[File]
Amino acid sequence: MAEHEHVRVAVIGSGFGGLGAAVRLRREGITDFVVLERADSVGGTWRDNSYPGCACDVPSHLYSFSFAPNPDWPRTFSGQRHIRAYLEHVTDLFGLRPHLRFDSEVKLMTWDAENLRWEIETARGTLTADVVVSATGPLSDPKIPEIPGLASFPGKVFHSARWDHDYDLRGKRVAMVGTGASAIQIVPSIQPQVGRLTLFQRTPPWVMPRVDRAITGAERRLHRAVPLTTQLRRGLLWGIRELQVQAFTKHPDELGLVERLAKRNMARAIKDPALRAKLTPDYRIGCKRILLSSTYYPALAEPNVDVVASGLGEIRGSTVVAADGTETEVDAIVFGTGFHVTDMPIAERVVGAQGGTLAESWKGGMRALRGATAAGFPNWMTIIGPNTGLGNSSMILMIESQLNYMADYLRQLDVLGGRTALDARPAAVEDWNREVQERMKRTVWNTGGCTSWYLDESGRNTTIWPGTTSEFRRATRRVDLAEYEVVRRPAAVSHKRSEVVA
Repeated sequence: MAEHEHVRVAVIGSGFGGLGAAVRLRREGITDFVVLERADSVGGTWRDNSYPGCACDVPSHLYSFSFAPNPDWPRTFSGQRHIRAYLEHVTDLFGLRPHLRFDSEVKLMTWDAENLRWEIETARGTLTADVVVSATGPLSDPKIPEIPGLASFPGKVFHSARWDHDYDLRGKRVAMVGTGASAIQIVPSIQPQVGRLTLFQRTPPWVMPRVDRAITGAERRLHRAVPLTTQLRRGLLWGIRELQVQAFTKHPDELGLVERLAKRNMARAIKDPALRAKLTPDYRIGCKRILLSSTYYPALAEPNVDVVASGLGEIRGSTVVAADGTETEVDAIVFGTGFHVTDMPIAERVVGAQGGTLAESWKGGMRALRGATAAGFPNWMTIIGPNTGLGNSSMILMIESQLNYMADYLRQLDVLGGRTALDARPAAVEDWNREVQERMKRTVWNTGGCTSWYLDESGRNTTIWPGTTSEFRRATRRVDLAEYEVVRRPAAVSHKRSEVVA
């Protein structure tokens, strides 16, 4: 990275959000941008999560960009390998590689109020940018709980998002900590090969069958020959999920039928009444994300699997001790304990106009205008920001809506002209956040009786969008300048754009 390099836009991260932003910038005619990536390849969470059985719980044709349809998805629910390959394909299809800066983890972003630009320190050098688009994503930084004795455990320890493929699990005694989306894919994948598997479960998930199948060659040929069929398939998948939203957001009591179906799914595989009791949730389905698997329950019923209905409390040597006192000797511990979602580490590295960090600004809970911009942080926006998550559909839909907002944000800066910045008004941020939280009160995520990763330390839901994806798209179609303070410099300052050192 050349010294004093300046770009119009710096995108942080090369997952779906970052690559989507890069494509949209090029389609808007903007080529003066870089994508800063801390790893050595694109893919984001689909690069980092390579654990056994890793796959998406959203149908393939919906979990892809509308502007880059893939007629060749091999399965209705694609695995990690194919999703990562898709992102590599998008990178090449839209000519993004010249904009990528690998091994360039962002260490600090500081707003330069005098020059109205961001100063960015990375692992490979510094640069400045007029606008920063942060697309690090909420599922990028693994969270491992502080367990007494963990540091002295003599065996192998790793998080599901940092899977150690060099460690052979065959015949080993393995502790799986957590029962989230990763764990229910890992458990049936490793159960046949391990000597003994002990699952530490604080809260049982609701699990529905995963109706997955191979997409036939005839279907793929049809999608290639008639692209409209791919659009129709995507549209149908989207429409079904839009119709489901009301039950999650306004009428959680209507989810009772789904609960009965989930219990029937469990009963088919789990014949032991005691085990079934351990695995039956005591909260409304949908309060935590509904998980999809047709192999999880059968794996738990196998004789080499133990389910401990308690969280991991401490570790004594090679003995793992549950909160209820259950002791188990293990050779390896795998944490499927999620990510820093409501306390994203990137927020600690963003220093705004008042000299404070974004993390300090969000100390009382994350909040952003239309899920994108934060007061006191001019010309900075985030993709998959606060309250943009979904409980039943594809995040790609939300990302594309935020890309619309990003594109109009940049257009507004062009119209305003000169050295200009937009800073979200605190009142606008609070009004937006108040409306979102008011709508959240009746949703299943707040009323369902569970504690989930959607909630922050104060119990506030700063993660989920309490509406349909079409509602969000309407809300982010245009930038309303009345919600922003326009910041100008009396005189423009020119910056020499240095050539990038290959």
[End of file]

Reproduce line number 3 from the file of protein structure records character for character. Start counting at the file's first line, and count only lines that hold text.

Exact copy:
């Protein structure tokens, strides 16, 4: 990275959000941008999560960009390998590689109020940018709980998002900590090969069958020959999920039928009444994300699997001790304990106009205008920001809506002209956040009786969008300048754009 390099836009991260932003910038005619990536390849969470059985719980044709349809998805629910390959394909299809800066983890972003630009320190050098688009994503930084004795455990320890493929699990005694989306894919994948598997479960998930199948060659040929069929398939998948939203957001009591179906799914595989009791949730389905698997329950019923209905409390040597006192000797511990979602580490590295960090600004809970911009942080926006998550559909839909907002944000800066910045008004941020939280009160995520990763330390839901994806798209179609303070410099300052050192 050349010294004093300046770009119009710096995108942080090369997952779906970052690559989507890069494509949209090029389609808007903007080529003066870089994508800063801390790893050595694109893919984001689909690069980092390579654990056994890793796959998406959203149908393939919906979990892809509308502007880059893939007629060749091999399965209705694609695995990690194919999703990562898709992102590599998008990178090449839209000519993004010249904009990528690998091994360039962002260490600090500081707003330069005098020059109205961001100063960015990375692992490979510094640069400045007029606008920063942060697309690090909420599922990028693994969270491992502080367990007494963990540091002295003599065996192998790793998080599901940092899977150690060099460690052979065959015949080993393995502790799986957590029962989230990763764990229910890992458990049936490793159960046949391990000597003994002990699952530490604080809260049982609701699990529905995963109706997955191979997409036939005839279907793929049809999608290639008639692209409209791919659009129709995507549209149908989207429409079904839009119709489901009301039950999650306004009428959680209507989810009772789904609960009965989930219990029937469990009963088919789990014949032991005691085990079934351990695995039956005591909260409304949908309060935590509904998980999809047709192999999880059968794996738990196998004789080499133990389910401990308690969280991991401490570790004594090679003995793992549950909160209820259950002791188990293990050779390896795998944490499927999620990510820093409501306390994203990137927020600690963003220093705004008042000299404070974004993390300090969000100390009382994350909040952003239309899920994108934060007061006191001019010309900075985030993709998959606060309250943009979904409980039943594809995040790609939300990302594309935020890309619309990003594109109009940049257009507004062009119209305003000169050295200009937009800073979200605190009142606008609070009004937006108040409306979102008011709508959240009746949703299943707040009323369902569970504690989930959607909630922050104060119990506030700063993660989920309490509406349909079409509602969000309407809300982010245009930038309303009345919600922003326009910041100008009396005189423009020119910056020499240095050539990038290959």